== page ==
Joint ventures As California’s recreational marijuana laws take effect, many are preparing for the sector to explode, but operators will grapple with the challenge of finding affordable real estate in which to operate
(Illustration by Dushan Milic)
When Derek Peterson’s company Terra Tech closed on two new Southern California properties recently, it likely paid up to 25 percent more than another business would have — but Peterson still thinks they scored a deal.
It’s a markup that’s largely expected in Peterson’s industry, legal marijuana, a market segment that got another dose of legitimacy after California’s recreational use laws went into effect this January. In the end, those high costs could pay dividends for a firm like Terra Tech, a cannabis company that already has storefront medical marijuana dispensaries and cultivation facilities in place.
Peterson, a former Wall Street executive who dove into the cannabis business more than five years ago, said that Terra Tech last year purchased the two buildings in Santa Ana — a 30,000-square-foot warehouse and a separate 40,000-square-foot structure — for about $17.5 million combined. It worked out to about $250 per square foot, a relative bargain once you factor in the scarcity of industrial spaces in the area, regulatory requirements that restrict where such operations can be located and the hodgepodge of other issues marijuana businesses face.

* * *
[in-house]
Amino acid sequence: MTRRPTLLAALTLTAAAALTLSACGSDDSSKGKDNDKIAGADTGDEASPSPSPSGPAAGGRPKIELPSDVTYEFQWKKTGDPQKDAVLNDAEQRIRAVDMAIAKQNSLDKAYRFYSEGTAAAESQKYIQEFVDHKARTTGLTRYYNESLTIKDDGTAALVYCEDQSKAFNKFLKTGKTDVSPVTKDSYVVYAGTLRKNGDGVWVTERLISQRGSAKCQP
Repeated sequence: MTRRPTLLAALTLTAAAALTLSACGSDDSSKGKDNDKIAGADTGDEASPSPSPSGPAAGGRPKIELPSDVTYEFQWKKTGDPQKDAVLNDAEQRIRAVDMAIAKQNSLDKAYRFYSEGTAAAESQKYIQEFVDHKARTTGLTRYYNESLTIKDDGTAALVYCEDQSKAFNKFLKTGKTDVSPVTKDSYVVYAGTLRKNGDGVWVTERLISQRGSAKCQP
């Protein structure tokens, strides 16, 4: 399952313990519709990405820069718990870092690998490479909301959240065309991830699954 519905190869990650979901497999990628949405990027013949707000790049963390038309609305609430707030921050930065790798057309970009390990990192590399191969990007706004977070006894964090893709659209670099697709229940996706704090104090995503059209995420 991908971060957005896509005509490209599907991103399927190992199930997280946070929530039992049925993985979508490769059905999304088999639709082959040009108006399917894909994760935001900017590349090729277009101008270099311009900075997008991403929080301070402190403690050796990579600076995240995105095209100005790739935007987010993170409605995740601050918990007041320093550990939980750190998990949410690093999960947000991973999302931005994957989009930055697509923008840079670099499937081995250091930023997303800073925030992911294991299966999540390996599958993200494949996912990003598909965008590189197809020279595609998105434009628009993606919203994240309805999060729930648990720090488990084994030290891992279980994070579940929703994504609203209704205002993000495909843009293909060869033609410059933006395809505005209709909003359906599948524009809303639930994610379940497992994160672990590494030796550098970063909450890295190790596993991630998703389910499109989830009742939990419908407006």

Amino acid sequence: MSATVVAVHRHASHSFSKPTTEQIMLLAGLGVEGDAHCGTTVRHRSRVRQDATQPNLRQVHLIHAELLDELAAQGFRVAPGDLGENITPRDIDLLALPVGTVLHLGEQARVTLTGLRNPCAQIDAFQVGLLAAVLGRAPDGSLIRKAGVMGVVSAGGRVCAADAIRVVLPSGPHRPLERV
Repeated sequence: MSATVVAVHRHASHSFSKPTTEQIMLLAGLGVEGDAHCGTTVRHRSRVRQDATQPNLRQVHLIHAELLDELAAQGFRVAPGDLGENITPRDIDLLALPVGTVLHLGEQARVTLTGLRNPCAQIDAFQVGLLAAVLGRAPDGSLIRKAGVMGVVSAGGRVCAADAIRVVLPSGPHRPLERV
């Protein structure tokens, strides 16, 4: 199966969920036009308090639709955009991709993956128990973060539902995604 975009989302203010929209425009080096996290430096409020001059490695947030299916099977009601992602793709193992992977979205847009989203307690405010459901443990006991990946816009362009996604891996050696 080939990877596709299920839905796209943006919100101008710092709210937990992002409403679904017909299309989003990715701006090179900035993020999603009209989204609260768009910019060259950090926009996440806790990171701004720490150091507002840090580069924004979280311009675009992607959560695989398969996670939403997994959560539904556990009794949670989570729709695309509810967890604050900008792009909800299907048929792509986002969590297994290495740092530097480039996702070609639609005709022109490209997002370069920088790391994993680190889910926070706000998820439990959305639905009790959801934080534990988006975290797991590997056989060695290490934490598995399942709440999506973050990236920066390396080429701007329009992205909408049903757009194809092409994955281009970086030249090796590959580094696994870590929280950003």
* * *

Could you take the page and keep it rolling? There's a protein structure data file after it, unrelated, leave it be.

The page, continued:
“I think we got a decent deal, but we paid a premium over what we would have if we were a widget manufacturer,” Peterson said in an interview in December.
Peterson isn’t alone in his willingness to pay more to get in on California’s growing Green Rush. But while most experts say the industry’s exponential growth is all but certain, cannabis-related businesses face a slew obstacles, including high costs on both the retail and industrial sides, unwelcoming cities and landlords and a new threat from the nation’s chief law enforcement official.
The Green Rush
California voters legalized medical marijuana in 1996 with the Compassionate Use Act. It marked the first ballot initiative of its kind passed by any state in the country, though 28 others and the District of Columbia have adopted medical marijuana laws since.